When Gender in Japan Included Men, Women—and Wakashu
THE DAILY PIC: The Japan Society's 'Third Gender' show presents Japanese youths who were expected to hover between male and female.
THE DAILY PIC (#1800): One of the most fascinating, complex shows in New York right now is the one called “A Third Gender: Beautiful Youths in Japanese Prints,” at the Japan Society. It’s about the 18th- and 19th-century woodblock prints that depict the figures known as wakashu—adolescent males whose role seemed to hover between what was expected of women and what was expected of men, and who might very well sleep with either sex. That’s the subject of today’s Pic, designed around 1768 by Suzuki Harunobu, which shows a wakashu (at right) with a female lover or courtesan.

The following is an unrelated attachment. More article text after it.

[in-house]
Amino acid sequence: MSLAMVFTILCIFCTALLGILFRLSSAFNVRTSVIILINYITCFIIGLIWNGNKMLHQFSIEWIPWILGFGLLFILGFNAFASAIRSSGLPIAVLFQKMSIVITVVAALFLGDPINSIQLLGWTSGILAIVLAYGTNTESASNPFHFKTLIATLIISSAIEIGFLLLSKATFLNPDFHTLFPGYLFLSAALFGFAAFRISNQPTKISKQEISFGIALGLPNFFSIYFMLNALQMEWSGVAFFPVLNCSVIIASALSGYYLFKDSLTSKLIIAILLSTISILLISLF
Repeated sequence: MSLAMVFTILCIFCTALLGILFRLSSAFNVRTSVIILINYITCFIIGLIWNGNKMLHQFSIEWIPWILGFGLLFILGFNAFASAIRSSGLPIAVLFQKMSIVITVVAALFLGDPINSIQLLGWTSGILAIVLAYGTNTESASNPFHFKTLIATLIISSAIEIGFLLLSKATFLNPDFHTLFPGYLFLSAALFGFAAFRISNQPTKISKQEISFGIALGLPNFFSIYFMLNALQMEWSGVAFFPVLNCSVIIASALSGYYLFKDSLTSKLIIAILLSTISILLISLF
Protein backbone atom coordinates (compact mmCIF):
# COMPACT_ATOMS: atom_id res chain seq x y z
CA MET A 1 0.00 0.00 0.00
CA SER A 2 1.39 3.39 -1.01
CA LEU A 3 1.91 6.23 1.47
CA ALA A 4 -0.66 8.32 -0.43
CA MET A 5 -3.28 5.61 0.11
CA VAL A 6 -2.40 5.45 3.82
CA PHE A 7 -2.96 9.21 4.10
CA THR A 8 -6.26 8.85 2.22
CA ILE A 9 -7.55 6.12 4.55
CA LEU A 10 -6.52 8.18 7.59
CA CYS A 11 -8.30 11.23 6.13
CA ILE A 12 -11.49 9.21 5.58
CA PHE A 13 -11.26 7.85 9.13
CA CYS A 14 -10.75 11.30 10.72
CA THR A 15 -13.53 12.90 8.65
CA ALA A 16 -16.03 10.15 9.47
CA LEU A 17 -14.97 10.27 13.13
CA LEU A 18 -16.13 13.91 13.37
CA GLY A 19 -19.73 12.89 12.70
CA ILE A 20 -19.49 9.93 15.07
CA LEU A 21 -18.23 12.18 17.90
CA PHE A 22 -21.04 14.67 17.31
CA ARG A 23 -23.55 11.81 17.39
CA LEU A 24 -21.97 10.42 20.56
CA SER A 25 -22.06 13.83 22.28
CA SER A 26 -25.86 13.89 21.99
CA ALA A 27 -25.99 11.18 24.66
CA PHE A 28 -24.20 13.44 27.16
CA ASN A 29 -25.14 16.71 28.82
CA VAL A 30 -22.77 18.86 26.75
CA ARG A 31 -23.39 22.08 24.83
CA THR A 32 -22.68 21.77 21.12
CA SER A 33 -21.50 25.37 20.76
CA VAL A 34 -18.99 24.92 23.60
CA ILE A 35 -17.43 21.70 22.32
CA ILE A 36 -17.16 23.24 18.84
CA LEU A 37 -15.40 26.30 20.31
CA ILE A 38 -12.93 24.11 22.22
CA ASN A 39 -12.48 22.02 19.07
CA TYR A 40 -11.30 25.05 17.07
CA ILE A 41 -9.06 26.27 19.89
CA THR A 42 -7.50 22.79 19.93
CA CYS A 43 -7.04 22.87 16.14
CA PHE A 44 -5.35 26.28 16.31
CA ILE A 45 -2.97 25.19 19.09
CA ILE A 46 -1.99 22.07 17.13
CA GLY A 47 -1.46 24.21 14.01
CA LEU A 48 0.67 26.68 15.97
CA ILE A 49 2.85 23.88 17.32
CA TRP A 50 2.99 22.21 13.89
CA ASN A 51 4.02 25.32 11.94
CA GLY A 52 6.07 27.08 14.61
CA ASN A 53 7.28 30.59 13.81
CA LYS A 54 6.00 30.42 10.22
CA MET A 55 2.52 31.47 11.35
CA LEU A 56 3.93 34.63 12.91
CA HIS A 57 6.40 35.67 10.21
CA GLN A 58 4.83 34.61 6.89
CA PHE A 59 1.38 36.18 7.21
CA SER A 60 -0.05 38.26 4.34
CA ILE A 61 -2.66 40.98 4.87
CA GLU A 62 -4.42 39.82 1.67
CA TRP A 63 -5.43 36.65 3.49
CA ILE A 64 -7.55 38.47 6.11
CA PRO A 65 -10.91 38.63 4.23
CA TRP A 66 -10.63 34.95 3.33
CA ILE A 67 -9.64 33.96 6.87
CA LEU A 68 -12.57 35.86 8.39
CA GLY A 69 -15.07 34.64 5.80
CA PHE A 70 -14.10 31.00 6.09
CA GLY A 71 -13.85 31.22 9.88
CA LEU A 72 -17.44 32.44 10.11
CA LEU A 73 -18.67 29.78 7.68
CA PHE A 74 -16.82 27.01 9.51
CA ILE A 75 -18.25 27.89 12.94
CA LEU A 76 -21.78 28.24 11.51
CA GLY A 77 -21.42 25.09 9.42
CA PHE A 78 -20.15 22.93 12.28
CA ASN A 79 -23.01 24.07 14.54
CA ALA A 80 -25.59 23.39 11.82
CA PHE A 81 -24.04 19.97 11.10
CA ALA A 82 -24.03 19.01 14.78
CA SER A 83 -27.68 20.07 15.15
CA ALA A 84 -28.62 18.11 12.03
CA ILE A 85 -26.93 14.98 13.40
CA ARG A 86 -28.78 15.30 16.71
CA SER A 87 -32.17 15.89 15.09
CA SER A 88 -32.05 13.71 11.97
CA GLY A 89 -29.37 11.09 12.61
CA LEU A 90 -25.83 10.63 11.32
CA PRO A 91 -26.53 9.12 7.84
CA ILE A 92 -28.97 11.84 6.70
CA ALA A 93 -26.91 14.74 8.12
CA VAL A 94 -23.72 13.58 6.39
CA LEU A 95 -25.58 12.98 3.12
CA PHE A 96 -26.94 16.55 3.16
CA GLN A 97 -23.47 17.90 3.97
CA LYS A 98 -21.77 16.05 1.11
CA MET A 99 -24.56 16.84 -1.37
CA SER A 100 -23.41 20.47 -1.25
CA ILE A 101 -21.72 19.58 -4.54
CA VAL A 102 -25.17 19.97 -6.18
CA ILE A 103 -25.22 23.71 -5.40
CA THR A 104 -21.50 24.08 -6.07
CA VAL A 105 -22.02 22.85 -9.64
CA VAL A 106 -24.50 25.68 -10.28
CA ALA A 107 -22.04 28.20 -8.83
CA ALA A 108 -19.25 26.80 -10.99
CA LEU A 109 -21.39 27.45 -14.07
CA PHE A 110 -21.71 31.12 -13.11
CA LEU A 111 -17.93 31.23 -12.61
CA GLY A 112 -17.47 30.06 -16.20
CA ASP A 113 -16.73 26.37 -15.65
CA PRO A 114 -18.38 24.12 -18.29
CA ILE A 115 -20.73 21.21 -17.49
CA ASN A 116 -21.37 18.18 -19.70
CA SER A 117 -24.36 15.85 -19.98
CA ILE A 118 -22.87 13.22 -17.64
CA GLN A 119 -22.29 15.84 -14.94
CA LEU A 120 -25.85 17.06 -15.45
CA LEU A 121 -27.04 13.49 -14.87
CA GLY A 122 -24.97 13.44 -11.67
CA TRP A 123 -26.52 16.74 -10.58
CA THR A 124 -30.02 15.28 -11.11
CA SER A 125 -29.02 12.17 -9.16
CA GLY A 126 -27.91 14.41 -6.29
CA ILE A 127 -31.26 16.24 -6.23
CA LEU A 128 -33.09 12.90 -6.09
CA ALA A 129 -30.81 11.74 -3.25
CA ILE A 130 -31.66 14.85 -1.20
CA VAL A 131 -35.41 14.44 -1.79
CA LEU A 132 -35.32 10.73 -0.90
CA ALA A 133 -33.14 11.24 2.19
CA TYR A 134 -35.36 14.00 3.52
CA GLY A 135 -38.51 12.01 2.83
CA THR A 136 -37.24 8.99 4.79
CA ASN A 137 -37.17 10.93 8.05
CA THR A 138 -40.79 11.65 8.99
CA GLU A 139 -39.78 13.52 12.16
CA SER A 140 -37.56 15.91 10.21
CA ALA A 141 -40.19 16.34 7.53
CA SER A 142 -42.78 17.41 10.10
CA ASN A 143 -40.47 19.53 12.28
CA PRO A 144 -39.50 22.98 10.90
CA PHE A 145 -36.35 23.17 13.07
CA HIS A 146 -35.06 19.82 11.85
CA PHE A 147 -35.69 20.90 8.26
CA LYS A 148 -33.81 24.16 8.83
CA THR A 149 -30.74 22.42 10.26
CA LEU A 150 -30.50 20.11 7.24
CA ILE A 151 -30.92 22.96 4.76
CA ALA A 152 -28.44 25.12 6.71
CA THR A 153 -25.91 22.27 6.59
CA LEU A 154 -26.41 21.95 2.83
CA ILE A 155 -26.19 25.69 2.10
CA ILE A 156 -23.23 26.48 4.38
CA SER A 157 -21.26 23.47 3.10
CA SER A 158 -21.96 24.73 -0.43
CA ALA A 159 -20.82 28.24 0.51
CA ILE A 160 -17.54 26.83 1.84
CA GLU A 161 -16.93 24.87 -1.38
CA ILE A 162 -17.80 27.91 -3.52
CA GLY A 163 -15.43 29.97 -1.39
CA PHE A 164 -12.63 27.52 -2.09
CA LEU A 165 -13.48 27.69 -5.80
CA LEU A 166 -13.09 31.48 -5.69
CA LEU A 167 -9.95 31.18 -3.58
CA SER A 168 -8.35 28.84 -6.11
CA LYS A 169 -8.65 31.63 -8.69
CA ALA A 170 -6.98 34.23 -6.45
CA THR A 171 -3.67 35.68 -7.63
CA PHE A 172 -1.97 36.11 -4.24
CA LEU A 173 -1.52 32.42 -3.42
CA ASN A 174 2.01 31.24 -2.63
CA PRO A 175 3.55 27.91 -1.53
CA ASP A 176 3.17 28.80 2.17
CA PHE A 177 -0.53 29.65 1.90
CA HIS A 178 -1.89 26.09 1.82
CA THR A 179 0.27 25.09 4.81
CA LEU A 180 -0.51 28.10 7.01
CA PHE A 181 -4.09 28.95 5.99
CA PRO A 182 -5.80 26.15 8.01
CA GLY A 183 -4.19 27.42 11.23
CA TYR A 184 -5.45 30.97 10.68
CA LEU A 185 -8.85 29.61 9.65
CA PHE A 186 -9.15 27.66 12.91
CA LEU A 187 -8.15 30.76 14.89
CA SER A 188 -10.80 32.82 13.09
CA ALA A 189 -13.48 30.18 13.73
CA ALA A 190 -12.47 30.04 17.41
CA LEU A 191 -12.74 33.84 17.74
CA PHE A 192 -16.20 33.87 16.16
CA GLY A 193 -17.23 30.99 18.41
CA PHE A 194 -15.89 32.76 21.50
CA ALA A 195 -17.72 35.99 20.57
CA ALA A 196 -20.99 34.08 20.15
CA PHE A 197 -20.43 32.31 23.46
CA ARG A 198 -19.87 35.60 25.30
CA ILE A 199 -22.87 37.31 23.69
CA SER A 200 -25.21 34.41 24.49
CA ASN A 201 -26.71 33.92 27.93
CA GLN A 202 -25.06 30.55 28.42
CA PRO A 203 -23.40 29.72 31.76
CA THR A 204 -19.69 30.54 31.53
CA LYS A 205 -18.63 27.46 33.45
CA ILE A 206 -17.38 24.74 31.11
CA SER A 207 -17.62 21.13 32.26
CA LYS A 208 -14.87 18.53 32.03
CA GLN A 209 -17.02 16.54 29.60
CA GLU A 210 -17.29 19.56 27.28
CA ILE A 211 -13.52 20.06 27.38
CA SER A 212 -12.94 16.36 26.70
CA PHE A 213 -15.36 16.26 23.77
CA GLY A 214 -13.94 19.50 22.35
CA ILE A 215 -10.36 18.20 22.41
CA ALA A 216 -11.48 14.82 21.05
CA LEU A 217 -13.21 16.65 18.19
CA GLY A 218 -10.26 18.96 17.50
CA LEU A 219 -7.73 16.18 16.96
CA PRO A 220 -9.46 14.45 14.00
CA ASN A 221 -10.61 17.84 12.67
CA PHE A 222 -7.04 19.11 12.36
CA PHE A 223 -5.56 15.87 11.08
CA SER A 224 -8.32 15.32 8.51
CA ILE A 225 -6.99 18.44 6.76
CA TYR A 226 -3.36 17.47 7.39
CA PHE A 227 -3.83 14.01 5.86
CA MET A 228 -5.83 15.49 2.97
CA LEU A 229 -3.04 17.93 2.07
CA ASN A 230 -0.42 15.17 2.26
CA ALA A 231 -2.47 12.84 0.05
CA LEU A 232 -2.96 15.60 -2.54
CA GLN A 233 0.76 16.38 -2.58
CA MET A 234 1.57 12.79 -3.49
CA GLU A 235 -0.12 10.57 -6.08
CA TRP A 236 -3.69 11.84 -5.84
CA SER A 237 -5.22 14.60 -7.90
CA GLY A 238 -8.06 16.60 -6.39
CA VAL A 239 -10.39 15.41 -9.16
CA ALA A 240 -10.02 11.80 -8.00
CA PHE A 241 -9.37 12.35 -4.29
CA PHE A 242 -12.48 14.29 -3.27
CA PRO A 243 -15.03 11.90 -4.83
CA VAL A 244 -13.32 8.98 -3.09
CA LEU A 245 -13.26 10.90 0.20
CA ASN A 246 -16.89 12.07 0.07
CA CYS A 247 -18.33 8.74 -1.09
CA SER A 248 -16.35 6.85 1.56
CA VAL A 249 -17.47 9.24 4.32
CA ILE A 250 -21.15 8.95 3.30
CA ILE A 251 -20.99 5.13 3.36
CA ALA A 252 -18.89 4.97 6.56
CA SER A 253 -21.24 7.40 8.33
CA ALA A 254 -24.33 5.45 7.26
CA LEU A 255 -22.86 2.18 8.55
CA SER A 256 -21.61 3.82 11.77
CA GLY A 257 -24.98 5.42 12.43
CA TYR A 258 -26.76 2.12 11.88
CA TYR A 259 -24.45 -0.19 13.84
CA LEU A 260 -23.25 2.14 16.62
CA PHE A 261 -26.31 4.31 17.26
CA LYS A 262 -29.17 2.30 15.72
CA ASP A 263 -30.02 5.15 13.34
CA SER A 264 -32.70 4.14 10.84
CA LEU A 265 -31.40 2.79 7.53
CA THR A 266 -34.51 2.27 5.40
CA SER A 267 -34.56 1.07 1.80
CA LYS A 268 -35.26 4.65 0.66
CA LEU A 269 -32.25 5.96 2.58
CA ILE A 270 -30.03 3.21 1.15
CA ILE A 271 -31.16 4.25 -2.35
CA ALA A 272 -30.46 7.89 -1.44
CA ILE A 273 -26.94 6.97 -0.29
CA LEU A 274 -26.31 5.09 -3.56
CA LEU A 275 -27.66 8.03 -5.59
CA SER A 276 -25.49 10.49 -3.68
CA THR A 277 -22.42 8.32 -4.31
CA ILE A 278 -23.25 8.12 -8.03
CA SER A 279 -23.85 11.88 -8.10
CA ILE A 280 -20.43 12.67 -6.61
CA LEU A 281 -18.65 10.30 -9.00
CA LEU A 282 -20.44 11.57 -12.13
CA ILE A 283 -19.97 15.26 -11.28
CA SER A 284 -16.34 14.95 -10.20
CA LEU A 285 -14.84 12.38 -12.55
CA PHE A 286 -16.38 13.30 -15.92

I came away from the show thinking that even our (Western) notion of a “third gender” doesn’t get at the cultural complexities involved, since it implies that the enumeration of two separate genders should simply have another one added to it—instead of calling into question the idea of countable genders and of gaps between them.
Somehow, today’s image by Harunobu seemed to me to capture those complications especially well. The view of Mount Fuji that we see through the “window” at the scene’s left is in fact not a view but a painted screen. There’s a blurring there between nature and artifice that captures a similar blurring in the roles the two figures play in front of “Fuji.” (Sir Edmund Walker Collection, courtesy the Royal Ontario Museum, Toronto)
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